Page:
Our reading from Jeremiah today shows us what God’s kingdom looks like through the image of shepherds and sheep. While I really like sheep as creatures, I know that some of you may not feel flattered or dignified by being compared to sheep. But as we try to understand what the Kingdom of God might look like, I think it’s more important to focus on the relationship between the shepherd and the sheep, and not how we feel personally about being compared to sheep.
For herding cultures like those in Jeremiah, a family’s entire wealth — and therefore survival — was tied up in their herd. Making sure that the sheep moved from place to place to find the best grasses and shrubs in dry climates like Israel and Judea was Job 1 for the family. The sheep had to be sheltered from predators, harsh weather, and dangerous terrain. They had to have enough grasses in the spring after the rains to survive lambing season and build the herd for the next year. They needed water enough in a climate where water is scarce.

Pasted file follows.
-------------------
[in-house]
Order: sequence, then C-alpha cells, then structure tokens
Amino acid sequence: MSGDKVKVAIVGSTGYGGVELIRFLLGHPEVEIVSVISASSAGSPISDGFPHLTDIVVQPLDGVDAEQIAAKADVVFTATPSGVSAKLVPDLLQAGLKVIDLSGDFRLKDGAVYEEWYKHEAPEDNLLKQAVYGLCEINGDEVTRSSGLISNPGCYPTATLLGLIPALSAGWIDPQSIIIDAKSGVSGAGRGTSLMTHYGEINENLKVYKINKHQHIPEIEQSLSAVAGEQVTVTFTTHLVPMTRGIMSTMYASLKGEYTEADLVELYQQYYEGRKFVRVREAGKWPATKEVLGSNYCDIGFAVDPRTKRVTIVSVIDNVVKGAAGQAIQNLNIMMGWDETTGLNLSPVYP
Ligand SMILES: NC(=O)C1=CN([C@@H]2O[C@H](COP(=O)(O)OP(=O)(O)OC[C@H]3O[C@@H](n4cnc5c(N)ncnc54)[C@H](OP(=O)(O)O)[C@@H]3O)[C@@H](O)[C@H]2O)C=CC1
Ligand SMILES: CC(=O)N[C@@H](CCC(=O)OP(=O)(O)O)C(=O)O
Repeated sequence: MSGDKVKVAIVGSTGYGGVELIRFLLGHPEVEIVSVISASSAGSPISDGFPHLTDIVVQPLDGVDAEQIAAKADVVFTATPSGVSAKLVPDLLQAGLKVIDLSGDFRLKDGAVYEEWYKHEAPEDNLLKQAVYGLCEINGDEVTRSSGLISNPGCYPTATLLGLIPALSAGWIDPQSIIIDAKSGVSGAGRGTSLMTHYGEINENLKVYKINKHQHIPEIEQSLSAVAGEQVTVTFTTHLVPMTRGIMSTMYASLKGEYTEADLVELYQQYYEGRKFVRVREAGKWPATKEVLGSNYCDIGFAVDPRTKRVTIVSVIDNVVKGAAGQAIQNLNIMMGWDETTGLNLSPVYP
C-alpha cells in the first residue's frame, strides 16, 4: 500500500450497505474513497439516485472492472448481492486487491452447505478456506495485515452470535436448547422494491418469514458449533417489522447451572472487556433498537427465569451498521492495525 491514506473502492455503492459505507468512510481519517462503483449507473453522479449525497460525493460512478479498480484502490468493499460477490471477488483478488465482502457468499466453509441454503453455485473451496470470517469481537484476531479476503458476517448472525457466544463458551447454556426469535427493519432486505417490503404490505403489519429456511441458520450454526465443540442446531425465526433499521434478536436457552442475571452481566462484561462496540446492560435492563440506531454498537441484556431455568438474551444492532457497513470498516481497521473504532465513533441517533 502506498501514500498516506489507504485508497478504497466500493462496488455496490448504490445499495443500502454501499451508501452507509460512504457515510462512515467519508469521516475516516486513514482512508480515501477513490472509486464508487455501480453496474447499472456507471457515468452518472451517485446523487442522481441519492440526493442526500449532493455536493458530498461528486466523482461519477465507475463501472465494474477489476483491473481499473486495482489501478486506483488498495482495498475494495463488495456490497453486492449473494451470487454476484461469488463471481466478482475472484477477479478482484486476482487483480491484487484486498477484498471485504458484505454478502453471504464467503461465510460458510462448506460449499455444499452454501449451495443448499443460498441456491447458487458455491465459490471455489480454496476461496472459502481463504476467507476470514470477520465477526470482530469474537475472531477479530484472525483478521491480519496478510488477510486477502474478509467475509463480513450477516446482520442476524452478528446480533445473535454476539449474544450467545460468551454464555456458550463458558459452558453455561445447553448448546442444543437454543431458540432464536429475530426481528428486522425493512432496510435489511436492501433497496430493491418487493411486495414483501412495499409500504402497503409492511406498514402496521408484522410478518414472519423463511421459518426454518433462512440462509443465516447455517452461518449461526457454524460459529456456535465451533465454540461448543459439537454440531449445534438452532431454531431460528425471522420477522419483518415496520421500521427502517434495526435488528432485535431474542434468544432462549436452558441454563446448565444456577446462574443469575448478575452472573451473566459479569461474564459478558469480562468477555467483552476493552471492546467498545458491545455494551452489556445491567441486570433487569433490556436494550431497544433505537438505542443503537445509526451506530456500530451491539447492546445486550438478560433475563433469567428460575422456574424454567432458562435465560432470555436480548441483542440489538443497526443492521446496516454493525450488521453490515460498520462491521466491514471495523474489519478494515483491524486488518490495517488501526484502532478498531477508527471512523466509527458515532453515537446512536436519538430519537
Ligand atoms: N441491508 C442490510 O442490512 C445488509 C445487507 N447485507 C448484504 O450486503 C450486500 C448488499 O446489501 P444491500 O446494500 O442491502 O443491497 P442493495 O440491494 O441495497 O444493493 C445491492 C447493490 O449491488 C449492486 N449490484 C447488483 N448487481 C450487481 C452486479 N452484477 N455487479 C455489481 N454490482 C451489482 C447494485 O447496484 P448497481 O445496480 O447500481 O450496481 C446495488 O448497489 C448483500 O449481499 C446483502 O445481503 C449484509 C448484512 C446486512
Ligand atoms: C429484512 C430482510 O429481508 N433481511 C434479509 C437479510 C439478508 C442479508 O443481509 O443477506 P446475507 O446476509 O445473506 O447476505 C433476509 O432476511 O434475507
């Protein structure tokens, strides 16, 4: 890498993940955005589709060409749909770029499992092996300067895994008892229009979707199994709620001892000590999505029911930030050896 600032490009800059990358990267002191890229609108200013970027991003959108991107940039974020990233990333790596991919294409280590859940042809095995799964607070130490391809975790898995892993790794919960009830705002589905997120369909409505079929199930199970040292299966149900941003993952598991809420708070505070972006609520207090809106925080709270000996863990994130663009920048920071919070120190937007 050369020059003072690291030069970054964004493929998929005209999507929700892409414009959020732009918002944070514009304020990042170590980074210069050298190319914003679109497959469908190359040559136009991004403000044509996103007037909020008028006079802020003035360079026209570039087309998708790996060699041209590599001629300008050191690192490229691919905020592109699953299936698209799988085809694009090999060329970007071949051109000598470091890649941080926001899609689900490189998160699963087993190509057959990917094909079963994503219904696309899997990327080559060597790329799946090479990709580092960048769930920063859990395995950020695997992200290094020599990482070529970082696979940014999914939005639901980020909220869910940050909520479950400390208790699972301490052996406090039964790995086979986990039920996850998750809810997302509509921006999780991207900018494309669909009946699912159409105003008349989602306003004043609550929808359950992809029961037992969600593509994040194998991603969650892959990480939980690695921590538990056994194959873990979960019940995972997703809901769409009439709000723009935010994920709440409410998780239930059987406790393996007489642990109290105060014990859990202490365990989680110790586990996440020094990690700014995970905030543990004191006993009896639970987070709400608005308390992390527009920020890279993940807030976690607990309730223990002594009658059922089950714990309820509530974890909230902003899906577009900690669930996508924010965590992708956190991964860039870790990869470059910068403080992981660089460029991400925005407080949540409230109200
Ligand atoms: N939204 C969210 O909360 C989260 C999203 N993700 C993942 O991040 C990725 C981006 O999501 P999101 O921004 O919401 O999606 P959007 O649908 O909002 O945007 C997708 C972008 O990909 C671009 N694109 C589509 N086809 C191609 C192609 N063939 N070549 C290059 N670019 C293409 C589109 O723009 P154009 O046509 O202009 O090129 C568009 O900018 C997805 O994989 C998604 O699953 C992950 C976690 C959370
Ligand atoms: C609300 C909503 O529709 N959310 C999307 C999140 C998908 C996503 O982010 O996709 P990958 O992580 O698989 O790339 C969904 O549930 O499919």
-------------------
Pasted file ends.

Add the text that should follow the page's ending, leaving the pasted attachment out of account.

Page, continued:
Woe to the shepherds who destroy and scatter the sheep of my pasture, God says through the prophet Jeremiah. These shepherds who shepherd my people [that is, kings and leaders who have not been good shepherds] — it is you who have scattered my flock, and have driven them away, and you have not attended to them.
What is a shepherd’s job like? It’s not a desk job. You’re absolutely going to get your hands dirty. You might find yourself having to deliver a lamb, head off a jackal, or bind up a sheep’s injury if your sheep encountered rough terrain or early dark as you tried your best to keep them fed and watered. The shepherd doesn’t wear a crown, or use hairspray to stay camera-ready. And a shepherd doesn’t have a corner office, or an Oval Office, or a limousine. A shepherd walks at the back of the flock, not out front. And if you think that sheep smell bad, you can be pretty sure that the shepherd will too, because the shepherd is right there to get the sheep out of whatever trouble they’ve gotten into, because the sheep are everything to the shepherd.
The image of God as the good shepherd fits into the Prophet Jeremiah’s landscape, not only because of the dominant herding culture at the time, but also because the good shepherd is a reversal of a typical civil leader, then and now: